Peer-Reviewed Journal Details
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Gilman, J,Shanahan, F,Cashman, KD;
2006
January
Alimentary Pharmacology And Therapeutics
Altered levels of biochemical indices of bone turnover and bone-related vitamins in patients with Crohn's disease and ulcerative colitis
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Optional Fields
INFLAMMATORY-BOWEL-DISEASE MINERAL DENSITY D DEFICIENCY NUTRITIONAL-STATUS K DEFICIENCY I COLLAGEN METABOLISM RISK OSTEOPOROSIS MARKERS
23
1007
1016
Background The pathogenesis of inflammatory bowel disease-associated osteopenia may be related to pathological rates of bone turnover; however, the literature shows mixed results.Aim To compare bone biomarkers in inflammatory bowel disease patients (Crohn's disease: n = 68, and ulcerative colitis: n = 32, separately) with age- and sex-matched healthy controls.Subjects Patients and controls were recruited from Cork University Hospital and Cork City area, respectively.Results Relative to that in their respective controls, Crohn's disease (n = 47) and ulcerative colitis (n = 26) patients (i.e. excluding supplement users) had significantly (P < 0.05-0.001) higher serum undercarboxylated osteocalcin (by 27% and 63%, respectively) and bone-specific alkaline phosphatase (by 15% and 21%, respectively) and urinary Type I collagen cross-linked N-telopeptides concentrations (by 87% and 112%, respectively). Relative to that in their respective controls, Crohn's disease and ulcerative colitis patients had significantly (P < 0.01) lower serum total osteocalcin (by 20% and 42%, respectively) and 25-hydroxyvitamin D (by 37% and 42%, respectively), while serum parathyroid hormone levels were similar. In the combined patient group (n = 100), undercarboxylated osteocalcin was positively associated with bone markers.Conclusions Both Crohn's disease and ulcerative colitis patients have altered bone turnover relative to that in healthy controls.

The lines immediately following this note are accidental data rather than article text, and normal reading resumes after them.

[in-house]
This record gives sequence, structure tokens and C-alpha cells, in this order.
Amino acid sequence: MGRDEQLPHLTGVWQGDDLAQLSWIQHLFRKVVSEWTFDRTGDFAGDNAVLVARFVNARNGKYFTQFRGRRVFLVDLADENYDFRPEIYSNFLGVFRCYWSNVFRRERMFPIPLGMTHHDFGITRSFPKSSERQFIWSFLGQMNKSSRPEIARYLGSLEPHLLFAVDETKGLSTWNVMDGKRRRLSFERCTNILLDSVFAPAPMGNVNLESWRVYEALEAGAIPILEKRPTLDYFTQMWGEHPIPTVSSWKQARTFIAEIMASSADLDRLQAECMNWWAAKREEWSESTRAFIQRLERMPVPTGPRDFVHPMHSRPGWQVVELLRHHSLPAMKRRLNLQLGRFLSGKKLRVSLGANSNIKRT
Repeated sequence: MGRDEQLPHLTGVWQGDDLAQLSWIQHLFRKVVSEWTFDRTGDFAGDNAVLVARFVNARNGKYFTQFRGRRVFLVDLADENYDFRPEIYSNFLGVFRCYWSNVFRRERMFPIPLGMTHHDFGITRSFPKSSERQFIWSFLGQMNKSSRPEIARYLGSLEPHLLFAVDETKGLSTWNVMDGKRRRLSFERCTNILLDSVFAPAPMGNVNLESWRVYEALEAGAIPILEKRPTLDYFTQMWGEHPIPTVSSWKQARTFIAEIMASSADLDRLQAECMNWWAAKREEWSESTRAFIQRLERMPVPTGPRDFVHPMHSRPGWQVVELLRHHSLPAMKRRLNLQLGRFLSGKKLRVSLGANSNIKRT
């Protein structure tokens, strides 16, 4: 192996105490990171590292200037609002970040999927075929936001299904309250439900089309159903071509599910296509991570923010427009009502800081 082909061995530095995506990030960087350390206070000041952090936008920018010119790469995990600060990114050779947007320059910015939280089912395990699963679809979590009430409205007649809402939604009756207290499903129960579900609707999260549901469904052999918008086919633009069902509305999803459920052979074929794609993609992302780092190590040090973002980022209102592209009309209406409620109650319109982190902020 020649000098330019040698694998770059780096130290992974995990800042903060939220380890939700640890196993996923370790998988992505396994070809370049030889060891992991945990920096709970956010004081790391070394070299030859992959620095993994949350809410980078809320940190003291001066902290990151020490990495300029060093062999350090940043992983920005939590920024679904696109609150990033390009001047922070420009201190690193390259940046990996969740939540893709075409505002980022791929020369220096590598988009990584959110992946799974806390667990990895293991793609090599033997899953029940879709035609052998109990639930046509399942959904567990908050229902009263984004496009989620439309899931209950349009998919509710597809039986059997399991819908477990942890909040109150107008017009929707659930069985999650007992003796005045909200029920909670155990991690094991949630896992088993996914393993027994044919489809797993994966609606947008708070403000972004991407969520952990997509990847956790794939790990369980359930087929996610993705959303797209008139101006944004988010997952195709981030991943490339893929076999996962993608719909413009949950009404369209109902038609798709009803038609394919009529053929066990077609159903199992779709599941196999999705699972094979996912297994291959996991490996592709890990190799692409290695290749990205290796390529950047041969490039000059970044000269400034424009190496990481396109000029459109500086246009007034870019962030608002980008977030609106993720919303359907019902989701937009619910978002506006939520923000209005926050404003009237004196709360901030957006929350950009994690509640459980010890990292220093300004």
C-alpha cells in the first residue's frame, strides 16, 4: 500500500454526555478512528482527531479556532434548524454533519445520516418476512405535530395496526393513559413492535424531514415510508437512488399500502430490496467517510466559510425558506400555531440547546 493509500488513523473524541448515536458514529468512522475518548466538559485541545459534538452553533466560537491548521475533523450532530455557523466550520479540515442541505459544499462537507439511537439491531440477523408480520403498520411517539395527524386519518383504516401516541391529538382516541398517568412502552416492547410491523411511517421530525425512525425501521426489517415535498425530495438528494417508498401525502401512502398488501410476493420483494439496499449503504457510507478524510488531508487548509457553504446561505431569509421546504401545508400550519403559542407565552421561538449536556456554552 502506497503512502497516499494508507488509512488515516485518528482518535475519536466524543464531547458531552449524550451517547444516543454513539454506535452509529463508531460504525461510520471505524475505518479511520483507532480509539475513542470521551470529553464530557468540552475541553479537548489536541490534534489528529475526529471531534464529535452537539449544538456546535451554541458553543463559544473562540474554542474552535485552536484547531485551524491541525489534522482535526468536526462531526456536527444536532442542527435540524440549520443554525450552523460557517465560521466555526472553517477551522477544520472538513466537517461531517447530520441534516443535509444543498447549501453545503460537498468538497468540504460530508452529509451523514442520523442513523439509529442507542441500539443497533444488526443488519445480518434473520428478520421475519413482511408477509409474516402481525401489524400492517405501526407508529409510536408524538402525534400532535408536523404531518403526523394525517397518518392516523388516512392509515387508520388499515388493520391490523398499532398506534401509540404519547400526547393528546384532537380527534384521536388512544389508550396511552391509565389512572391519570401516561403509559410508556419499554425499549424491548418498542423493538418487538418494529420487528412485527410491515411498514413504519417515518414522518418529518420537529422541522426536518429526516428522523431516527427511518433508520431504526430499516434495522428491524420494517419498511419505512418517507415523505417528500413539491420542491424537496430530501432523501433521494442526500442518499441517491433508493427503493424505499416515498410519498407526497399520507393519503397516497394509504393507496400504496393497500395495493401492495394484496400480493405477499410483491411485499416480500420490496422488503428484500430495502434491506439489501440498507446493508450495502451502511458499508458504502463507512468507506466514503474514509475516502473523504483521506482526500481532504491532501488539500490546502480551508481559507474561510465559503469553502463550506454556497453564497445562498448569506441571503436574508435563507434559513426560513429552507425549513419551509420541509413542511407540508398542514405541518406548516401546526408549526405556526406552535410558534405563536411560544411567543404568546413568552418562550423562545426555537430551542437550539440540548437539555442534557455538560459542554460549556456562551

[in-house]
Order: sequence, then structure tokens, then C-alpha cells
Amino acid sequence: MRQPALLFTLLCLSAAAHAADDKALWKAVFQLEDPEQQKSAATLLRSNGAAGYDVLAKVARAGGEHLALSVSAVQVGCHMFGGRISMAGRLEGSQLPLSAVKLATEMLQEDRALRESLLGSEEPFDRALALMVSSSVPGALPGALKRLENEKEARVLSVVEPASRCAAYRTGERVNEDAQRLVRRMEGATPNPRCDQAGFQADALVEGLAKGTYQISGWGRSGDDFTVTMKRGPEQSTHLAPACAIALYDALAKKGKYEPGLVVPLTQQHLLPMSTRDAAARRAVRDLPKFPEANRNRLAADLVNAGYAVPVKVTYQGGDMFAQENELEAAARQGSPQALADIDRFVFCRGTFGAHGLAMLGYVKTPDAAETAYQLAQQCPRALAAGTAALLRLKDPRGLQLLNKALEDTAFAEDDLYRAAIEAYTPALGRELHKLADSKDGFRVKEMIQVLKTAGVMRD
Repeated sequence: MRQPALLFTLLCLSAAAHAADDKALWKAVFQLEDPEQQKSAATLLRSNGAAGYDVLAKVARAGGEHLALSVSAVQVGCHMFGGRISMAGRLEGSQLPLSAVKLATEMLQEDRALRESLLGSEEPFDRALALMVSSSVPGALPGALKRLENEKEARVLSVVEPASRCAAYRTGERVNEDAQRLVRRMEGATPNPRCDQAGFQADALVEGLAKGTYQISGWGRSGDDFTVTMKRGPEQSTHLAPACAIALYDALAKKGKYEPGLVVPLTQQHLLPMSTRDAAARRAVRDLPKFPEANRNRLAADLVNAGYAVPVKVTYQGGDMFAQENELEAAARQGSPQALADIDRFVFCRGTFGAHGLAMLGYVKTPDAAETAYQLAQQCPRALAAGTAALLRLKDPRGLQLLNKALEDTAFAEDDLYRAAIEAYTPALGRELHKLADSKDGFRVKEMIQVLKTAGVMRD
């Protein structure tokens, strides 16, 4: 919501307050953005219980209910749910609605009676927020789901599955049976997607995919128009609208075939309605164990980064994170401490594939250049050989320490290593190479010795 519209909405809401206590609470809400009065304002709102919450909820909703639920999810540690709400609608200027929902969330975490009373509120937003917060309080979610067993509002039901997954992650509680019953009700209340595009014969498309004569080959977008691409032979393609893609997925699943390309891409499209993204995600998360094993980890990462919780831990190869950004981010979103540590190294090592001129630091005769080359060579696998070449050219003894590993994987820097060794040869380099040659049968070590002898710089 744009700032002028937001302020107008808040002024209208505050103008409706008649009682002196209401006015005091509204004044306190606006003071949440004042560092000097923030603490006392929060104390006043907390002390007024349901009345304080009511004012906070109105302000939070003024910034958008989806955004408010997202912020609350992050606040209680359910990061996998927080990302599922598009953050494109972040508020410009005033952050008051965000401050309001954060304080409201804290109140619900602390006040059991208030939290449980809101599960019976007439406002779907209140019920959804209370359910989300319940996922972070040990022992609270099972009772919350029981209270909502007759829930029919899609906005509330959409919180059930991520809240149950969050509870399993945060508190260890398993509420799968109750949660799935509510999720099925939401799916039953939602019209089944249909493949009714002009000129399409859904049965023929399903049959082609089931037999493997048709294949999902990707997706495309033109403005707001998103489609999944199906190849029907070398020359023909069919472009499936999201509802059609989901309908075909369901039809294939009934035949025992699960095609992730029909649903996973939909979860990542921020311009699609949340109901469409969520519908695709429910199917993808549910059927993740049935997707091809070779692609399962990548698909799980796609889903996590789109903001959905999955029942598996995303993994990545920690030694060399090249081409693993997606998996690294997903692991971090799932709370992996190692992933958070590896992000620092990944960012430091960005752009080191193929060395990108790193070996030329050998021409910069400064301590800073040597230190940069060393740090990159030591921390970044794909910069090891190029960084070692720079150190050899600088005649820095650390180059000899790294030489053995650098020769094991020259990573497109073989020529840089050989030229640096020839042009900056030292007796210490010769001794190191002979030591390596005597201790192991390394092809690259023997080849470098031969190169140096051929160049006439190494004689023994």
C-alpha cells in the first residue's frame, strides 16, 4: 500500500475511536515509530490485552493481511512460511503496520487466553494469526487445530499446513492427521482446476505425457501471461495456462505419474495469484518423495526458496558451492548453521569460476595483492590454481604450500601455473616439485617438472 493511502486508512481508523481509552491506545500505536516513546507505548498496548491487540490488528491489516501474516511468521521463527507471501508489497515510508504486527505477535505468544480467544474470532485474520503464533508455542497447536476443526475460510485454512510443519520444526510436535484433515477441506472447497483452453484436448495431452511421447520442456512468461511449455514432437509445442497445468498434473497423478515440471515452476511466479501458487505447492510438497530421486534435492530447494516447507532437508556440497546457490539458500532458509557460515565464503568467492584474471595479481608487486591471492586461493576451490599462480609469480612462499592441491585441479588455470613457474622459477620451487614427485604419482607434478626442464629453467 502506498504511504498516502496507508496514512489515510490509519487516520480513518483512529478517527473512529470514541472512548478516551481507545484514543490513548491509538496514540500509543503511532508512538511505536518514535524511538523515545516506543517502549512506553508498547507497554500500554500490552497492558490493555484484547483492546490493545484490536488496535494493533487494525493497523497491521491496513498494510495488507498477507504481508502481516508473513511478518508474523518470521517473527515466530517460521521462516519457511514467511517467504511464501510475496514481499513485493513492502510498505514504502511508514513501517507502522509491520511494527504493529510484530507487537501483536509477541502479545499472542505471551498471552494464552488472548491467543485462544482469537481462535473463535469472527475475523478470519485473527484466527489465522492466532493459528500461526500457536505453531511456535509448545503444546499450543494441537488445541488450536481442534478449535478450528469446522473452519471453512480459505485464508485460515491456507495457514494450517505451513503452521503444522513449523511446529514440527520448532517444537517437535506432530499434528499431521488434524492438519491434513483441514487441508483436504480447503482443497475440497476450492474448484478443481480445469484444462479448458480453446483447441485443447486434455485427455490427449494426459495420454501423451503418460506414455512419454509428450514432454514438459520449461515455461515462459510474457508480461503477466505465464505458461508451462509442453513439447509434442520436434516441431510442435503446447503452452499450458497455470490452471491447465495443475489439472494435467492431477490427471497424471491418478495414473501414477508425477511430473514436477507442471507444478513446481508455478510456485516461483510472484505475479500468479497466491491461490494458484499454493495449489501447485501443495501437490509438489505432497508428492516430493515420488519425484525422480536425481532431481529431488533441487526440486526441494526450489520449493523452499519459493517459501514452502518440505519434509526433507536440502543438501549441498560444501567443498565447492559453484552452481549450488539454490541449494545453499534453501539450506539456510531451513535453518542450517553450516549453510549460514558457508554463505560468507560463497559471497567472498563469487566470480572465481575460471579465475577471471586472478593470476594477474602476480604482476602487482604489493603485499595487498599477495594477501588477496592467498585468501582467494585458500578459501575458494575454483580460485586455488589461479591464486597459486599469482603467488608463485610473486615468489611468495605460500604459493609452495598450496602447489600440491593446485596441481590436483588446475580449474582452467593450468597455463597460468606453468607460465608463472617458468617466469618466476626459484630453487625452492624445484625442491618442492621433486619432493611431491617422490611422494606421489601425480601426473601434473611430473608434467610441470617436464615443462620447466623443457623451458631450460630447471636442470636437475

DOI 10.1111/j.1365-2036.2006.02835.x
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